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Texas lawmaker files bill that would penalize men for masturbating


A Democratic lawmaker has filed a bill that would, among many provisions, put restrictions on certain health treatments for men and create a $100 fine for men who masturbate.

House Bill 4260, called the Man’s Right to Know Act, was filed Friday, the filing deadline for the legislative session, and appears to satirize current and proposed laws and regulations that have been criticized for restricting women’s access to abortions and health care choices.

The bill’s author, state Rep. Jessica Farrar of Houston, who has been outspoken against restrictive abortion laws, said Saturday on Twitter that the measure “mirrors real TX laws and health care restrictions faced by TX women every #txlege session.”

The bill calls “masturbatory emissions” an “act against an unborn child, and failing to preserve the sanctity of life.”

The bill contains provisions that would also put restrictions on vasectomies, Viagra prescriptions and colonoscopies, including:

• The state must create an informational booklet called “A Man’s Right to Know” that contains information and illustrations on the benefits of and concerns about those three treatments. A man must review the booklet before going through with any of them.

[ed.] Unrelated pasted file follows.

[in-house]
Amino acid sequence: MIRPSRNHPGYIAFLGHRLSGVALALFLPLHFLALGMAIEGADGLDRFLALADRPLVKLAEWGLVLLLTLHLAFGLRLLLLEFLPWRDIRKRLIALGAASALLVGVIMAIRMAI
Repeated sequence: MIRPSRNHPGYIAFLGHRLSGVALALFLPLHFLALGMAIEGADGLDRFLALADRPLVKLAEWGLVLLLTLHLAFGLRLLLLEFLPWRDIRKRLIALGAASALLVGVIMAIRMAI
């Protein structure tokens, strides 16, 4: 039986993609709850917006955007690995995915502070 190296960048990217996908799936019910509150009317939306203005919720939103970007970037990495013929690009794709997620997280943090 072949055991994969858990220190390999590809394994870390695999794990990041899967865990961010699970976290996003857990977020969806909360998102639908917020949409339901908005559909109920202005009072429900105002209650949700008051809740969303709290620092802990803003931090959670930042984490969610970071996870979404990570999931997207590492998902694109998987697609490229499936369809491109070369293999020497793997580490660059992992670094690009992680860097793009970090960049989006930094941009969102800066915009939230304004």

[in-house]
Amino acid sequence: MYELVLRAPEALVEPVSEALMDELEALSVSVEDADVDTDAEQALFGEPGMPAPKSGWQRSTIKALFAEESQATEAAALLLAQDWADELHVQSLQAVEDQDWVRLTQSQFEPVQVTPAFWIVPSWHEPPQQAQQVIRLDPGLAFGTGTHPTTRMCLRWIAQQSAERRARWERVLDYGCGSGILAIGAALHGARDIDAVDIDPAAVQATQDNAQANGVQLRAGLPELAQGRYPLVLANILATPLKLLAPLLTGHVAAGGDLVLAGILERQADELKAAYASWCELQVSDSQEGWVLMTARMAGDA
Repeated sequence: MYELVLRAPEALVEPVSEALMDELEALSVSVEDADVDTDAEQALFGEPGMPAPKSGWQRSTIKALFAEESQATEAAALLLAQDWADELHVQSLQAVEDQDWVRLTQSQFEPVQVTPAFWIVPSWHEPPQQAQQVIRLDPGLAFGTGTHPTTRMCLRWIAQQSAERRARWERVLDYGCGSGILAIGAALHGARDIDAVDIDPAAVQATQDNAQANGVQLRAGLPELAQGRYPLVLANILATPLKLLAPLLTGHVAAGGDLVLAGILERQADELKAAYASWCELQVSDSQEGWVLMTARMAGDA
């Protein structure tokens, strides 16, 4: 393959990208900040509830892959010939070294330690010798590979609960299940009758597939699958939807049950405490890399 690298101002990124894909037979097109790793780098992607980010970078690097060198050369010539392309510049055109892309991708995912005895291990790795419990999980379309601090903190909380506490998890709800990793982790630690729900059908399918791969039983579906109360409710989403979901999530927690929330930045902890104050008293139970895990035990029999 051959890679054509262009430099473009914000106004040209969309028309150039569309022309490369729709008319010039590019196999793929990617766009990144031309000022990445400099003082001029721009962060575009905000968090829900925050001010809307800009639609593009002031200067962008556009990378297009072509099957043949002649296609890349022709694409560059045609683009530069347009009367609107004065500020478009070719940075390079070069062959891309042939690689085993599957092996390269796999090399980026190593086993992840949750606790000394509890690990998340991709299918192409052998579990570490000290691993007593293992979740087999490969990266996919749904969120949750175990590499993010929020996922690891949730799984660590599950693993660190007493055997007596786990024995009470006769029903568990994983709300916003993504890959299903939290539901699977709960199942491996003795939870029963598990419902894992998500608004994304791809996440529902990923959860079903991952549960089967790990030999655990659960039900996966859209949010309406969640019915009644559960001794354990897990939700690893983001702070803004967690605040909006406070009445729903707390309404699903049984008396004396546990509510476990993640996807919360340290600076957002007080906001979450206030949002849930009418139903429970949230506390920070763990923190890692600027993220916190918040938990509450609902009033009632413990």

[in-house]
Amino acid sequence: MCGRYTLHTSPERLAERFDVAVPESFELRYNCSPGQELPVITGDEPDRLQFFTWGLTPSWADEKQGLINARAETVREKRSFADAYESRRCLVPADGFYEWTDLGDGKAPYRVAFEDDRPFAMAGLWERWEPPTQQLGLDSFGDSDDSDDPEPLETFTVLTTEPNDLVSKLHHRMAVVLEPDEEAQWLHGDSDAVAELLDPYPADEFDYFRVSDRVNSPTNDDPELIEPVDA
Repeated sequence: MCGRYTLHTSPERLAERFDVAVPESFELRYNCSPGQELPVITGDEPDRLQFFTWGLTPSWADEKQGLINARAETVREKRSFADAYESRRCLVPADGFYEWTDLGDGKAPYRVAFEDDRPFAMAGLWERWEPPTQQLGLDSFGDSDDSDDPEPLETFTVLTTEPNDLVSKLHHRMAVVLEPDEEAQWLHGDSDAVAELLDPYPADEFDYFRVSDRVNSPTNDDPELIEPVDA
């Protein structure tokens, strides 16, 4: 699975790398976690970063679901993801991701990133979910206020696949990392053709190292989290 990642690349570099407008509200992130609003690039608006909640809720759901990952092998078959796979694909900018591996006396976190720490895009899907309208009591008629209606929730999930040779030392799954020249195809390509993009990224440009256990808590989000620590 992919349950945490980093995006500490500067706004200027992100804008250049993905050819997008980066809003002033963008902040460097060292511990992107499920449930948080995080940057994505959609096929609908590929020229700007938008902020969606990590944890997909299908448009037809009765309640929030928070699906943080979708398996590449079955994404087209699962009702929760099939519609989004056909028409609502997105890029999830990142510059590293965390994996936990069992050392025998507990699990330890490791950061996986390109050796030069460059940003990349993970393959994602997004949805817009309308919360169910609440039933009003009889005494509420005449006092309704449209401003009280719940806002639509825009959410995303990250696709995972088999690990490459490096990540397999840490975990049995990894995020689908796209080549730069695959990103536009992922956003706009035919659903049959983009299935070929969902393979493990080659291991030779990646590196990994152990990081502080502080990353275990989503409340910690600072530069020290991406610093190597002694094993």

• A man must receive a rectal exam and an MRI of his rectum before any of the three treatments.

• A man would not be able sue a doctor for refusing to provide those treatments or another procedure if the procedure violates the doctor’s “personal, moralistic, or religious beliefs.”

• A doctor must obtain consent from the man before providing the treatment, and the man may give it only if he waits at least 24 hours after the doctor’s visit.

• The state must establish a registry of nonprofit organizations and hospitals that provide abstinence counseling, a supervising physician for “masturbatory emissions,” and semen storage.

• “Masturbatory emissions” must be stored for the wife for conception.

State law requires that doctors distribute to women considering an abortion the “A Woman’s Right to Know” booklet, which contains illustrations of gestational periods and the risks and side effects of abortions. Women also must wait 24 hours after receiving the booklet and must undergo an ultrasound before the procedure. Abortion of a viable fetus can bring a penalty of at least five years in prison.

In late June, the U.S. Supreme Court struck down Texas regulations that would have closed more than half of the state’s abortion clinics. The state rules would have required that abortions be performed in hospital-like surgical centers and that doctors have admitting privileges in nearby hospitals.



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